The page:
A real "cold start" into the stand up paddling season
As so often in life, those stand-up paddling tours which you have to get up to at first will also give you the best moments on the water. It is still cold at the beginning of the season and you have to bundle up yourself properly, but as a reward for the extra effort you get spots that are still empty and untouched. "An thin layer of ice on the board and no more feeling in my feet. How on earth did I get this idea?" - boot blogger Michael Walther shares his first SUP experience of the year:
The thermometer shows 1.5 degrees, just above zero, at least. The storm of the last days has calmed down and there are only 2 to 4 knots of wind left from the west. It's somewhat greyish, but the sun is breaking through the clouds every now and then. Especially this early in the season I am always keen to miss as few of the precious sunbeams as possible. This is how it's going to happen.
Getting prepared Quickly find a suitable river on Google Maps. As many miles on the river as possible with as little distance on the way back over land, that is the task. The river Eider in Schleswig-Holstein, Germany's most northern county, is just perfect with its many twists and turns. And it is only 20 minutes away from where I am just now. So, get up and go, off the sofa and take some hot tea for afterwards. A big thermos flask is basic equipment this time of year. Finally, up to the attic and get down the SUP equipment safely put to rest last autumn...
Inflatable SUP, paddle, drysuit and woolen base-layer Wollunterwäsche sind schnell gefunden. I put on the woolen overall right away, that leaves only the drysuit to get on later in a chilly 1.5 °C outside. Though it makes me look like a navy-blue teddy-bear on the way to the spot. It earns me a curious look from my landlord on the way to my car. Slightly embarrassing but it cannot be helped. It does not really help to tell him that I just have to get out onto the water as he is all dressed up for winter in gloves and muffler.
Executing the plan Quickly, I get in the warm car and go, heading directly to my chosen spot. Just outside Kiel the country road crosses the river Eider. A good spot to leave my SUP bag, dry clothes and proper shoes and set off on the river for Flintbek. Getting out of my warm, cosy camper I hesitate briefly and think about postponing my first SUP trip for a couple of weeks. But the prospect of paddling for a few hours in the peace and quiet of pure nature fortunately vanquishes over my inner temptation.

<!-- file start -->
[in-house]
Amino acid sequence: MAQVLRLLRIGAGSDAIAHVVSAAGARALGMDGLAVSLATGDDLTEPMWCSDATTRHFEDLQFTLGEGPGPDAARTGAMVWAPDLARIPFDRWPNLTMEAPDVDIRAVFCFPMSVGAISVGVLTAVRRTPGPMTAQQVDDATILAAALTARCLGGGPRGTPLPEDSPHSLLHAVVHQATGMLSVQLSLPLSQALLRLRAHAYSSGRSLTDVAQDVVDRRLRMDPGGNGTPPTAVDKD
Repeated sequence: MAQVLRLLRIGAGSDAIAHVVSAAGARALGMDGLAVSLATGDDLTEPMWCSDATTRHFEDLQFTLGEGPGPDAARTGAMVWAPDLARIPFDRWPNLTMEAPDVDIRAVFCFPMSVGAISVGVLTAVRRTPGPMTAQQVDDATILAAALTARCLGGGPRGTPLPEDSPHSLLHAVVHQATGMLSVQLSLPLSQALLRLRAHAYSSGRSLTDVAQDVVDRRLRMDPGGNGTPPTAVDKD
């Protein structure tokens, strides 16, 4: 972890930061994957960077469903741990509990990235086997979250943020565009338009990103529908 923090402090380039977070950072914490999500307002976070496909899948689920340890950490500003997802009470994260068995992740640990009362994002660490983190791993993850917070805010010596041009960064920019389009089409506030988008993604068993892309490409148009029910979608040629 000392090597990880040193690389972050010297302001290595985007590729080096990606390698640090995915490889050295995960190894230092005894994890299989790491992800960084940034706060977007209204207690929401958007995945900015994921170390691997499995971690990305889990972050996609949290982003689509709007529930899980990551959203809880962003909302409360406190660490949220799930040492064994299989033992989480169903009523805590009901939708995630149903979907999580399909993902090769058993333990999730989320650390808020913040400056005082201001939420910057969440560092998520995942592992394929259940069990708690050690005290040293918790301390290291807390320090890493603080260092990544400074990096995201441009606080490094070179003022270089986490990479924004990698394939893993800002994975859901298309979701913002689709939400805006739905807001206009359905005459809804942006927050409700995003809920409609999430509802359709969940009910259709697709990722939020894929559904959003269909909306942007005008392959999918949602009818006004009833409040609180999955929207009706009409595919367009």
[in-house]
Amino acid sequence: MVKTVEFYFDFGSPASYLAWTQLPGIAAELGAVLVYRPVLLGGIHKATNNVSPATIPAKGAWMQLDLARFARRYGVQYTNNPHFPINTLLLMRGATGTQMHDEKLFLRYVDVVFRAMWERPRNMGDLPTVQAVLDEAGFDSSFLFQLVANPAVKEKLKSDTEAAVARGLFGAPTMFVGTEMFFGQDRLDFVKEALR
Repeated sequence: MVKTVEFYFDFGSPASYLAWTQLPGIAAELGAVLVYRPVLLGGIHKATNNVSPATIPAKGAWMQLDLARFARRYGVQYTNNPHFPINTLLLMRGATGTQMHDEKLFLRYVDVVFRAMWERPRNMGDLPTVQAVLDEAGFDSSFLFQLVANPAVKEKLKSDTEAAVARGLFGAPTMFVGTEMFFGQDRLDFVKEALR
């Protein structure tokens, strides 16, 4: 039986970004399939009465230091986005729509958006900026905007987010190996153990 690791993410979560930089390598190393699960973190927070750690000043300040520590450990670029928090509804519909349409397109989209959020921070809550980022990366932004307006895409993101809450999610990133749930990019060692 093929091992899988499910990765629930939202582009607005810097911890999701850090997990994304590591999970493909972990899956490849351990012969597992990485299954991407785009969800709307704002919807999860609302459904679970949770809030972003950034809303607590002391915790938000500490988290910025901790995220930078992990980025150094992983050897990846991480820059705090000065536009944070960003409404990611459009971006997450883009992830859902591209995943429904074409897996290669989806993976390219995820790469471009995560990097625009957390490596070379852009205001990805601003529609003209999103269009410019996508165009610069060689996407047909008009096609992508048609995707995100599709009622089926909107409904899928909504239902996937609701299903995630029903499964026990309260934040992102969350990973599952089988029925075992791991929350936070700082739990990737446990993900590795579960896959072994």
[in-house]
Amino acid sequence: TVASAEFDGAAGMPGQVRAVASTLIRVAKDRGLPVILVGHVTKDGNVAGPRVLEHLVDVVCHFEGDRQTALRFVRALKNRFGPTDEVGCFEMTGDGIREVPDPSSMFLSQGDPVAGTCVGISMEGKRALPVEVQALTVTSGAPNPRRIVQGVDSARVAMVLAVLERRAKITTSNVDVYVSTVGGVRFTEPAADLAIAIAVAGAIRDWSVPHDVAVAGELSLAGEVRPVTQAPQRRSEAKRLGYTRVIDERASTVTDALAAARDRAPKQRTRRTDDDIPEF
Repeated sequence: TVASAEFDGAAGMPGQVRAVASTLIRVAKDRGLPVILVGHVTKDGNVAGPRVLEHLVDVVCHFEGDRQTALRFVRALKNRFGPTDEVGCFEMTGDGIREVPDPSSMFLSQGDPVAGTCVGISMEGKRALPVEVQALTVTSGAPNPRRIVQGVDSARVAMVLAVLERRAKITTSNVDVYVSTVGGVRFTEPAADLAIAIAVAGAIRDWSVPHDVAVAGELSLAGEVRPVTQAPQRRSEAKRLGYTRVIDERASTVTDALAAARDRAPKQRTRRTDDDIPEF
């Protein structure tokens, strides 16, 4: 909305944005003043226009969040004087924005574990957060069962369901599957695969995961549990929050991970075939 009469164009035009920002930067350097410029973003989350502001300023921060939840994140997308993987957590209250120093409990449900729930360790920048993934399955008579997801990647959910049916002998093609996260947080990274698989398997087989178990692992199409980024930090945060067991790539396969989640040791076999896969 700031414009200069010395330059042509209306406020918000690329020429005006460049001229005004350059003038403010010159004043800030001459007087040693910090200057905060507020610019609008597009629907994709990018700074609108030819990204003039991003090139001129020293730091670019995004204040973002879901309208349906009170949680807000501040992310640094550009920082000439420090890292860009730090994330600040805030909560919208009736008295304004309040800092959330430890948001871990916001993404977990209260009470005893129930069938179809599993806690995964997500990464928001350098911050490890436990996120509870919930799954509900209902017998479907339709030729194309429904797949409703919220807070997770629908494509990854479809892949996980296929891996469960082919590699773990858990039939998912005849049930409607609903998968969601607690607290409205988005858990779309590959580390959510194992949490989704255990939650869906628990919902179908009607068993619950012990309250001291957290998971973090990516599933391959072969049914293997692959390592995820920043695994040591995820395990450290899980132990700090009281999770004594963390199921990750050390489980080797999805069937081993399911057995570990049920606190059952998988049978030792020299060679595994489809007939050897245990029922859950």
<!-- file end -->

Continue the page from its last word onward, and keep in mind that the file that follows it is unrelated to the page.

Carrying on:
First signs of spring, last impressions of winter I quickly put on the drysuit. Pumping up the board gets me warm in no time at all. Thermos flask and the mobile phone for emergencies go into a watertight bag and are secured to the board, and off I go! It takes only a couple of meters to make up for all the hassle. It is the beginning of March, the first shoots are already visible on the trees and bushes along the river banks. It almost smells like spring. Slowly I paddle my way down the river. But quiet a few real impressions of winter are still there side by side with the first signs of spring. One of the bridges is still lined with iciles. And I am surprised to see that the thin film of water on my board soon turns into a crisp layer of ice.
Winter challenges In town it was already 1.5 degrees warm, but out here in the open countryside temperatures are obviously still below zero. Slipping off my board and falling into the cold water, that's all I need now! So, I take care to stay on the safe side, take it slowly and enjoy turn after turn. Deer and kingfishers are to be observed on the shore and also a grey heron greets me on my way. The river is completely left on its own at this time of year and so I am not really surprised to encounter a strong tree lying stretched all across the river. One of the winter storms must have blown it over. But fallen trees are not usually a big problem as you can easily get under it or, where there is not enough space, climb over it. However, this tree poses a real challenge.
Strong branches hang low beneath it. No way to get through underneath the trunk. I have to climb over it. But the branches do not seem strong enough to carry my weight. I have to get on the trunk right from my board. I manage without falling into the cold river but my board is still down there, floating on the river. I manage to catch the leash with one foot and lift it from the water. I am surprised myself that I do not get a cramp in the leg from the effort. Getting back down onto the board on the other side prooves equally tricky but I manage in the end without major accidents.
Final approach The final bends prove longer than expected and I am quite happy when the intended destination comes into view after twelve kilometers. The cold takes its toll, more than I thought! Unneccessarily, the wind has also gathered strength from the northwest. After two hours I have finally made it and stiffly climb on shore.
The way back home After a nice, hot cup of tea, I immediately start to deflate the board, change clothes and pack up to avoid getting cold. Rolling up the board I hear the layer of ice crack. It is about a millimeter after all. But rather practicle in a way: just shake of the ice and you carry home an almost dry board. Enjoying the thought, I take on my backpack and start a four-kilometer walk back to my starting point.
Conclusions There is, of course, no need to go out on the water several times a week when temperatures are not even above zero. But particularly in early spring every single tour is a real experience. You get pure nature in return and every small sign of spring on the way is pure happiness. It is really time to get the season started.